Options for Treating Capsules around Breast Implants17th February 2011
Breast Capsulotomy / Capsulectomy
Options for Treating Capsules Around Breast Implants
Hello, my name’s Adrian Richards. I’m a plastic and cosmetic surgeon and the Surgical Director of Aurora Clinics based here in the south of England and in London. Today I’m going to be talking a little bit about capsules, which are a reason why some people do choose to have further surgery to their breasts after an implant.
The first thing, what is a capsule? A capsule is basically the lining around your breast implant. So whatever type of implant you have in your body, your body recognises it as a foreign material and tries to wall it off, and it’s that wall which is the capsule. So this can occur with any implantable device — heart valves, hip replacements, whatever it is, and the same applies for breast implants.
Now, in most people, this lining stays very soft and supple and walls off the implant, but you really wouldn’t know it’s there. However, in some people this capsule becomes thicker and firmer, and we don’t really know why this occurs. The reason we use textured, which are furry implants, is that furry implants, textured implants, have been shown to have a less rate of capsular contracture. There are also other types of implants such as polyurethane implants, which you can hear me discussing with Daniel Fleming from Australia in one of our podcasts, which are available on the websites, which have a very, very low rate of capsular contracture.
So we don’t know why it occurs. It may occur due to very low-grade inflammation. Certainly I have had patients years after a breast enlargement who have developed a tooth infection who have developed capsules which they say appeared approximately at that time. So some people get capsules. About five per cent of people get capsules which are bad enough to cause them concern.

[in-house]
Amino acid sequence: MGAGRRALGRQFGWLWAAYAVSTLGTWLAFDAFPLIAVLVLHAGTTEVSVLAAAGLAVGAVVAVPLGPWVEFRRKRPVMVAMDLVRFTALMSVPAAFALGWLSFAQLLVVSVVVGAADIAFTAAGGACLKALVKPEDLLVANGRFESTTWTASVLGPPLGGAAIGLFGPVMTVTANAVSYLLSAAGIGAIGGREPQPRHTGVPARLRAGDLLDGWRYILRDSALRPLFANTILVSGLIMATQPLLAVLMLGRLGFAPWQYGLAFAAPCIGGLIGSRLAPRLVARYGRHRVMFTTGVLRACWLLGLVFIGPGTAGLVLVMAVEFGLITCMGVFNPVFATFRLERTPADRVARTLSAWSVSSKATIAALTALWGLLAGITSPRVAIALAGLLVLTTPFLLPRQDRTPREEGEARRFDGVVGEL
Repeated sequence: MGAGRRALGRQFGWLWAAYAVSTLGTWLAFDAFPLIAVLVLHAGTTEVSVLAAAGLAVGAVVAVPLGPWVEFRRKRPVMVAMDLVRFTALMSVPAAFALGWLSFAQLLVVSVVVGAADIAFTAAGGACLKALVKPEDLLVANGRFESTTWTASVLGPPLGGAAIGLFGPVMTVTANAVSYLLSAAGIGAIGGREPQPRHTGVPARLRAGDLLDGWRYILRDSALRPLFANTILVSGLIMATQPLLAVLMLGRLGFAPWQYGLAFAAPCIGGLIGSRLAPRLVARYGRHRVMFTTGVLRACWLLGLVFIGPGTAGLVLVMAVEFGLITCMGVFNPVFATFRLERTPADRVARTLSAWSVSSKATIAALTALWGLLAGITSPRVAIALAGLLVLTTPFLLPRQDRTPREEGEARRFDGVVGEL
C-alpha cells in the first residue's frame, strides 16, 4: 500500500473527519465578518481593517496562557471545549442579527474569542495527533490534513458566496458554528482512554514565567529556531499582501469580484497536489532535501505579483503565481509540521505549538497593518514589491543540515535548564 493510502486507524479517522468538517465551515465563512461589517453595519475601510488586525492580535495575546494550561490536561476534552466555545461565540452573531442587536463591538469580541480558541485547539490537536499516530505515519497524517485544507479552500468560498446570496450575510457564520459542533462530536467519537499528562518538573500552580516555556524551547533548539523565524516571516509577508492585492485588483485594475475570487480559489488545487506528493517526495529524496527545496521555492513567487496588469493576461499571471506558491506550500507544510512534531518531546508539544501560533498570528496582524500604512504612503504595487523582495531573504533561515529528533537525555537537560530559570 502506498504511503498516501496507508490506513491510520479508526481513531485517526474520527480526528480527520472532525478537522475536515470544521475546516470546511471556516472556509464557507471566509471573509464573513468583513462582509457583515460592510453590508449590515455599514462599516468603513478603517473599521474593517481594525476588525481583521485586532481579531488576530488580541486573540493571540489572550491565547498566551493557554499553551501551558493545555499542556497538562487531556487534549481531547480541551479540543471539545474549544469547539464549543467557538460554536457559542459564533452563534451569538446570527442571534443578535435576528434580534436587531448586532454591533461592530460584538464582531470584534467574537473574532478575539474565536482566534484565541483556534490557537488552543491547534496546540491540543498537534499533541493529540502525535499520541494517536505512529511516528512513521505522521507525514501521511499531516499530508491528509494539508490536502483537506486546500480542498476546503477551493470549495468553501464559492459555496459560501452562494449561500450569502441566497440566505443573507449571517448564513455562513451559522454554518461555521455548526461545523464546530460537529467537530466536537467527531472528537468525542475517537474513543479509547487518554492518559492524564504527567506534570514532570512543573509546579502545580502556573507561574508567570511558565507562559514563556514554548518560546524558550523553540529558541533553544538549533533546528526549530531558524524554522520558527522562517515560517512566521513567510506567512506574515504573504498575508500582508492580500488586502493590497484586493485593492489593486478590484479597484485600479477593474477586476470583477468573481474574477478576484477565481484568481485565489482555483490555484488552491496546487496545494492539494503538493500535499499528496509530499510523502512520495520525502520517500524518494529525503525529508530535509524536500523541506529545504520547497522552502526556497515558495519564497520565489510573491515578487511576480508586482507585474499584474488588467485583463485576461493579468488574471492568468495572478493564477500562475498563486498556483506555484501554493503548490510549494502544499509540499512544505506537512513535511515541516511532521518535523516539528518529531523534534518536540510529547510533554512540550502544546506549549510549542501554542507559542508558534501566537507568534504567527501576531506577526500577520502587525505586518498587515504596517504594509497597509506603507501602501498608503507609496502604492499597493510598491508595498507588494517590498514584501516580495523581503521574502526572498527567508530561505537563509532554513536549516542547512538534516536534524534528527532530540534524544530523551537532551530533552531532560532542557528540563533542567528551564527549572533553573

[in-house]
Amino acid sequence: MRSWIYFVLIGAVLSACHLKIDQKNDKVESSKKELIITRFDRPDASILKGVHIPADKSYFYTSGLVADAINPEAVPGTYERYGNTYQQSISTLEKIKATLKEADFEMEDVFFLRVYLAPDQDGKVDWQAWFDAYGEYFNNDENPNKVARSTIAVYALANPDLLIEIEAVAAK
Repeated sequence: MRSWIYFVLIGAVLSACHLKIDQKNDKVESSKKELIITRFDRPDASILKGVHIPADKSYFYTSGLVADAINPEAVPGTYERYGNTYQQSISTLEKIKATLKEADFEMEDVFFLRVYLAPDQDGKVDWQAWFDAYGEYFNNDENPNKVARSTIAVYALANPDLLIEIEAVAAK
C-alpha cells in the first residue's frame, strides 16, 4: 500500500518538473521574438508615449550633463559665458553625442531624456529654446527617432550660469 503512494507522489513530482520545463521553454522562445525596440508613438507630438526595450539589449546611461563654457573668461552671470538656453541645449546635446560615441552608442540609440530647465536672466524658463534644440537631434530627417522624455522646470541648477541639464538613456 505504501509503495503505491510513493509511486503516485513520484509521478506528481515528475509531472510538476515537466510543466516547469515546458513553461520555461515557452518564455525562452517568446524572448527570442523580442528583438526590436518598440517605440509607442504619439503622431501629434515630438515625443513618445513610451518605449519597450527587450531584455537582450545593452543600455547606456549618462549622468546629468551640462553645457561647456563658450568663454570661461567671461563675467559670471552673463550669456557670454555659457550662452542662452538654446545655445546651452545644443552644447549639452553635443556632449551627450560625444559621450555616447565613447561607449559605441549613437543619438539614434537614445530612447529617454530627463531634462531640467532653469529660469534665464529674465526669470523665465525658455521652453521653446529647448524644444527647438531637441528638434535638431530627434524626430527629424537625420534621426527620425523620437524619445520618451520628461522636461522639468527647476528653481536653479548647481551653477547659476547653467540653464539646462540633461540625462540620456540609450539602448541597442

What the capsule does is it acts like shrink wrap around the implant. So it contracts and pulls in. Massage may help it. Once a day can help stretch the capsules, but they may still develop. As they contract, they tend to make the breast implant feel firmer because the shrink wrap is really sort of constricting around them and so they feel firmer. Then if the capsules progress, they can cause pain and distortion in the appearance of your bust.
So if you do develop capsules, you’ll probably realise that perhaps the bust has become slightly firmer, slightly more uncomfortable. If that does occur, it really would be sensible probably to come in and see either myself or one of our other surgeons or another plastic surgeon to discuss the options available for you. These essentially either involve capsulotomy, which means internal division of the capsules, or capsulectomy, which is the medical word for removal. So the capsules can either be freed up from inside, capsulotomy, or removed, capsulectomy, and then a new implant replaced in the position.
So capsules, in summary, are rare. They can occur. It’s unfortunate if they do occur. If they do occur, you either need to consider a capsulotomy or a capsulectomy and possibly the use of a polyurethane coated implant to reduce the risk of the capsules coming back. It is unlikely they will come back. Most people who have capsules and have them successfully treated they don’t come back. Your risk is higher than if you never had capsules at all, but by no means everyone who has capsules gets them back.
So I hope that’s clarified some issues about why you may wish to have your implants changed and hopefully clarified any confusion, if you’ve got any, about capsules and the differences between capsulotomy and capsulectomy.
Thanks very much for watching the video. I hope you’ll be able to watch more in our series of videos on our website.